Extended Data Fig. 8 Mobility studies of matrix-protected CQD films and pristine CQDs from the dependence of the carrier lifetime on trap percentage.

a, c, Time traces at the exciton bleach peak of 960-nm-bandgap CQD donor films with a range of acceptor CQD concentrations, increasing from top (0%) to bottom (5%). bd, Data with fits after subtracting Auger dynamics from the pure donor film, with fitted values for lifetime and offset. A, absorption.

Extended Data Fig. 9 CQD solar cell devices.

a, Device architecture. b–d, Solar cell performance. Dark blue curves represent the matrix-infiltrated CQD samples, and the light blue curves represent the pure CQD samples. b, Current density versus voltage (J–V) curves. c, EQE. d, Stability test with continuous AM1.5G illumination unencapsulated. oc, open circuit; sc, short circuit; FF, fill factor; MPP, maximum power point.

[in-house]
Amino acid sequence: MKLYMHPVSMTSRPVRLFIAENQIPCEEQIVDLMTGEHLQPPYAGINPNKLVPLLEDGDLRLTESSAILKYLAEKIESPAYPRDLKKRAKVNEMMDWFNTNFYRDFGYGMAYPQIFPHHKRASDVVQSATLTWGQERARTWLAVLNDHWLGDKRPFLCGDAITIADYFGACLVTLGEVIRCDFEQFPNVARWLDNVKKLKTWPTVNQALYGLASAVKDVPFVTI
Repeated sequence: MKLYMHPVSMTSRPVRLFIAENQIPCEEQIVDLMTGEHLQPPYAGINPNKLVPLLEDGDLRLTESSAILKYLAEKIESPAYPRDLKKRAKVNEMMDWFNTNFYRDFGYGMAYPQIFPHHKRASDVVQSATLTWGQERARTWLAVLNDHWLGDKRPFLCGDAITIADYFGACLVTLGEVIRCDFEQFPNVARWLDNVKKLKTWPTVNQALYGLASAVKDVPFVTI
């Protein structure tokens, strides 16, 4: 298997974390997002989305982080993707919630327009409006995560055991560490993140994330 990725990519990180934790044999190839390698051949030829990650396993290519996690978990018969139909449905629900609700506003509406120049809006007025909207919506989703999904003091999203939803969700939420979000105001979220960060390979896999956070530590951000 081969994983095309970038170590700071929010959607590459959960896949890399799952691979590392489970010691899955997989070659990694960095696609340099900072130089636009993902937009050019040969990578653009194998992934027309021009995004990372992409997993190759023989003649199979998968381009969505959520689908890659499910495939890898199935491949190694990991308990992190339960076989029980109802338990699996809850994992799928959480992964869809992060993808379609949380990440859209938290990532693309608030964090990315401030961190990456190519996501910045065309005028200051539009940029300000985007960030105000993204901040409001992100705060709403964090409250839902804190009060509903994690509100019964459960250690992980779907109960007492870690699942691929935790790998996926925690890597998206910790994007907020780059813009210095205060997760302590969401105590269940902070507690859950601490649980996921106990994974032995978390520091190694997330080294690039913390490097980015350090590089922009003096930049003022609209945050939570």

Extended Data Table 1 Photophysical parameters of lattice-anchored hybrid material

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Further reading

Fig. 1: Epitaxial alignment between caesium lead halide perovskite and CQDs.
Fig. 2: Stability of CQD-anchored caesium lead halide perovskites.
Fig. 3: Changes in CQD packing density and uniformity at elevated temperatures.
Fig. 4: Carrier transfer and energetics within lattice-anchored CQD-in-perovskite hybrid solids.
Extended Data Fig. 1: Morphology of CQD:perovskite hybrid films.
Extended Data Fig. 2: EDX mapping and elemental analysis of CQD:CsPbBr2I hybrid films.
Extended Data Fig. 3: X-ray diffraction of the CQD:CsPbBr2I films.
Extended Data Fig. 4: Morphological and structural characterization of CQD:perovskite hybrid structures.
Extended Data Fig. 5: Stability studies of lattice-anchored and control materials system.
Extended Data Fig. 6: GISAXS 2D pattern of the matrix-protected CQD films and pristine films measured at room temperature.
Extended Data Fig. 7: Photophysical studies of CQD-in-matrix hybrid films.
Extended Data Fig. 8: Mobility studies of matrix-protected CQD films and pristine CQDs from the dependence of the carrier lifetime on trap percentage.
Extended Data Fig. 9: CQD solar cell devices.